But something else is happening to me: I’m asking myself how life might be different if ordinary objects were things I’d made myself. Would I toss my clothes on the floor if I’d hand-loomed the fabric and cut and sewn the garment myself?  Would I darn my socks?
One wall of my weaving classroom is hung with handmade dishcloths in different colors and patterns–model projects for beginners like me. After I complete my sampler I can proceed to design a simple object: a scarf, a purse, a bookmark, a dishcloth. The first time I saw the dishcloths I thought I could imagine nothing more boring and pointless than to devote hours and hours to the weaving of dishtowels. At best, my design would be something I could purchase more cheaply at a store and get a product I wouldn’t be worried about staining and laundering and eventually discarding. And, get real: who “designs” a dishcloth, anyway?
I had to ask myself, though: what might it mean to make something as well as I could, knowing that it would need to withstand a lot of wear and tear?  And what might it mean to use something that deserved to be treated well even as it did my dirty work?
So I will weave dishcloths and vow to use them because doing so will make me a better person. I wonder what else this will teach me.
Image source: luckywhitegirl

On Weaving & On Animating Metaphors

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One important dimension of this project is the exploration of rhetorical metaphors not as metaphors but as actions and experiences.
In other words, instead of discussing various ways critics and others have compared writing to, e.g., weaving I’m going to weave.
Why does this matter? Does it matter? Yes, I believe it does. In so many ways. For example, I’ve sometimes used the concept of “warp and weft” to describe the interlacing of ideas, the interdependency of communities, and so forth. But what do I really know about the relationship between warp and weft?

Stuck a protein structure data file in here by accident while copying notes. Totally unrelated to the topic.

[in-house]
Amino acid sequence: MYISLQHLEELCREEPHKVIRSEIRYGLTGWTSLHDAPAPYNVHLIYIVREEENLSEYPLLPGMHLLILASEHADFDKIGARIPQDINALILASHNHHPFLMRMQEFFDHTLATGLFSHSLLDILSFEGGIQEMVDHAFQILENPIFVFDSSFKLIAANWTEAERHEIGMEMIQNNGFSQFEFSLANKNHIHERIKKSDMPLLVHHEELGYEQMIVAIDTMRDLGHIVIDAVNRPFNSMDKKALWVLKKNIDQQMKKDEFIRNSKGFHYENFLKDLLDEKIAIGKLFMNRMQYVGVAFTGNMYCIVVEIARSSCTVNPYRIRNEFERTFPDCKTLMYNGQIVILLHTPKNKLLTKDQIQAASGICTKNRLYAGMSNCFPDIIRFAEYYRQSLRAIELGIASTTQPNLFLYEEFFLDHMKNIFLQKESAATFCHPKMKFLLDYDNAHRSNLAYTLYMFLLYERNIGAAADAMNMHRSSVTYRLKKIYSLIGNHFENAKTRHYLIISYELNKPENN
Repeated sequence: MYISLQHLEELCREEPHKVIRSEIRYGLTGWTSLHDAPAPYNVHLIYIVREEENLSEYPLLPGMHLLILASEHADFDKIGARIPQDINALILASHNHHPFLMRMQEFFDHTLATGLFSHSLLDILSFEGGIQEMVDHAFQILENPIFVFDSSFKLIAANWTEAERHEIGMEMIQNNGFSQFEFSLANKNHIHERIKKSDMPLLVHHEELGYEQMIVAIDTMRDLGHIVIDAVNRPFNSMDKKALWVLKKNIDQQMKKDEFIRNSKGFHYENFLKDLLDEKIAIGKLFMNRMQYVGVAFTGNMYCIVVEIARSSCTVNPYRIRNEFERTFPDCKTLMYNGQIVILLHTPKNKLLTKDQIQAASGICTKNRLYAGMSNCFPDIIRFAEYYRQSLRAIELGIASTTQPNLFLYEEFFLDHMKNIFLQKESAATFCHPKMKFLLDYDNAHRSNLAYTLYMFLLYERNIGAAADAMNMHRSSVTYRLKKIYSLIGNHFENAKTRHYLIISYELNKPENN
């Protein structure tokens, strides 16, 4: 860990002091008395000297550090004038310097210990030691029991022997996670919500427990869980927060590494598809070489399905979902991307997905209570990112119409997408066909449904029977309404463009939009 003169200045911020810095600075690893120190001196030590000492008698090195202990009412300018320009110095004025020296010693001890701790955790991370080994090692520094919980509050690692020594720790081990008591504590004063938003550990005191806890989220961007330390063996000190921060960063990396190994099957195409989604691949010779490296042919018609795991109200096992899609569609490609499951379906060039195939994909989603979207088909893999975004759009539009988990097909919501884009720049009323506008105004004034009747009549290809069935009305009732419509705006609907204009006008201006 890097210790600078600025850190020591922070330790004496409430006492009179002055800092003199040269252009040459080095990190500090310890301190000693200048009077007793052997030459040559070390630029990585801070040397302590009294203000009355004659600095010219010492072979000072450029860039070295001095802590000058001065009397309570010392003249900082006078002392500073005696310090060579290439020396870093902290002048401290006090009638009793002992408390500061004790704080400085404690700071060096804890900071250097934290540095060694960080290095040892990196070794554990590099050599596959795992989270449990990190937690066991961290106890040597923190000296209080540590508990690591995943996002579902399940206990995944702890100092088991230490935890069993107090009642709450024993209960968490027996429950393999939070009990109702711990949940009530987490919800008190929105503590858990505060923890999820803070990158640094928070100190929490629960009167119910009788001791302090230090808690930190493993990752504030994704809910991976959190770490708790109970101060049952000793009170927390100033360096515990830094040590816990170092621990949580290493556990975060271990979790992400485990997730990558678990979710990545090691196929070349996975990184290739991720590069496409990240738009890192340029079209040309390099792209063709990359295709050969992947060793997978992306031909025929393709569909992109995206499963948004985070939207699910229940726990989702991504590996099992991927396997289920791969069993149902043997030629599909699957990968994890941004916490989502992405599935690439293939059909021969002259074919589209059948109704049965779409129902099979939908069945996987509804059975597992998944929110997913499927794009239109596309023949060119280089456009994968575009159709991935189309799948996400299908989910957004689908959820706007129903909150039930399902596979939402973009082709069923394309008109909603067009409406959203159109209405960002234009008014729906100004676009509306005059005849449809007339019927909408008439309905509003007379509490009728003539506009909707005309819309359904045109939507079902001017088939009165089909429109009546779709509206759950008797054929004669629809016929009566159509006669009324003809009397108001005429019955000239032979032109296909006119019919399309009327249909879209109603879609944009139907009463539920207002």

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Not much.
So I’m spending the next two months at a local arts center working on a loom. So far I’ve learned that it will take me about as long (or longer) to set up the loom–getting the warp on–as it will to actually weave my first piece of sampler cloth. I’ve also learned that some textile artists intentionally make their warp strings or weft strings more prominent (til now I always viewed the two as equally balanced, visually and otherwise).
Does setting up a loom, putting warp strings and weft strings in place, getting things tangled and wrong and ultimately owning their configuration–does all this enable me to better appreciate the metaphor and the metaphor’s insights into writing (and other matters)? You betcha. But it accomplishes more than that. It gets me working in three dimensions, composing non-verbally or transverbally an altogether different kind of narrative.
Heh. Now I’m using metaphors of writing to explain weaving.
One last thing I discovered this week: people who actually understand the community-as-warp-and-weft metaphor and who are doing something real with that insight. Their organization is called Weave a Real Peace.